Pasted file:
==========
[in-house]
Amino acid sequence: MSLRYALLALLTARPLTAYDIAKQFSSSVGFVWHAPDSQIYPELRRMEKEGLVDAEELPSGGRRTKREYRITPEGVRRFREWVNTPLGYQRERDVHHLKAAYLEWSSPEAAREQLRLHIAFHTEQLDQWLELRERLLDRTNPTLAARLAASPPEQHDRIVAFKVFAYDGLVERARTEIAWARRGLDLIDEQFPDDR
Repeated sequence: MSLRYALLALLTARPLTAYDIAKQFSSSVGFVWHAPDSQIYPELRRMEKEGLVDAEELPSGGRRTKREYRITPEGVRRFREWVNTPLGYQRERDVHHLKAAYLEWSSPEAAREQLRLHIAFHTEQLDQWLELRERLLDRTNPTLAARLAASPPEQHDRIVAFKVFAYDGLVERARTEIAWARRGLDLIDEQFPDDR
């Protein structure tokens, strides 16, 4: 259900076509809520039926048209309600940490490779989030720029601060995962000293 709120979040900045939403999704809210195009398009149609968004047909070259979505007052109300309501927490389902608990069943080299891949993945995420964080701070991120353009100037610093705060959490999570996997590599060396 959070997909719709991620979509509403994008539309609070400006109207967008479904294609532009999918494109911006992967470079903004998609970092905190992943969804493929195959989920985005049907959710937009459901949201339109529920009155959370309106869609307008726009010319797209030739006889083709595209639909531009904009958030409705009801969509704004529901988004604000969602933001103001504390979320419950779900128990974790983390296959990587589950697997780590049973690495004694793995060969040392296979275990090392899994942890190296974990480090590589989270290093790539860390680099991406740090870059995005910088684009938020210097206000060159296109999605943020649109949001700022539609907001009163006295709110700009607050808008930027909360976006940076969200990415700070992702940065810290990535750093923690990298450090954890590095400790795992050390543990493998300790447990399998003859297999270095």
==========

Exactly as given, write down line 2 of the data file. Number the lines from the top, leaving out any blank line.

Amino acid sequence: MSLRYALLALLTARPLTAYDIAKQFSSSVGFVWHAPDSQIYPELRRMEKEGLVDAEELPSGGRRTKREYRITPEGVRRFREWVNTPLGYQRERDVHHLKAAYLEWSSPEAAREQLRLHIAFHTEQLDQWLELRERLLDRTNPTLAARLAASPPEQHDRIVAFKVFAYDGLVERARTEIAWARRGLDLIDEQFPDDR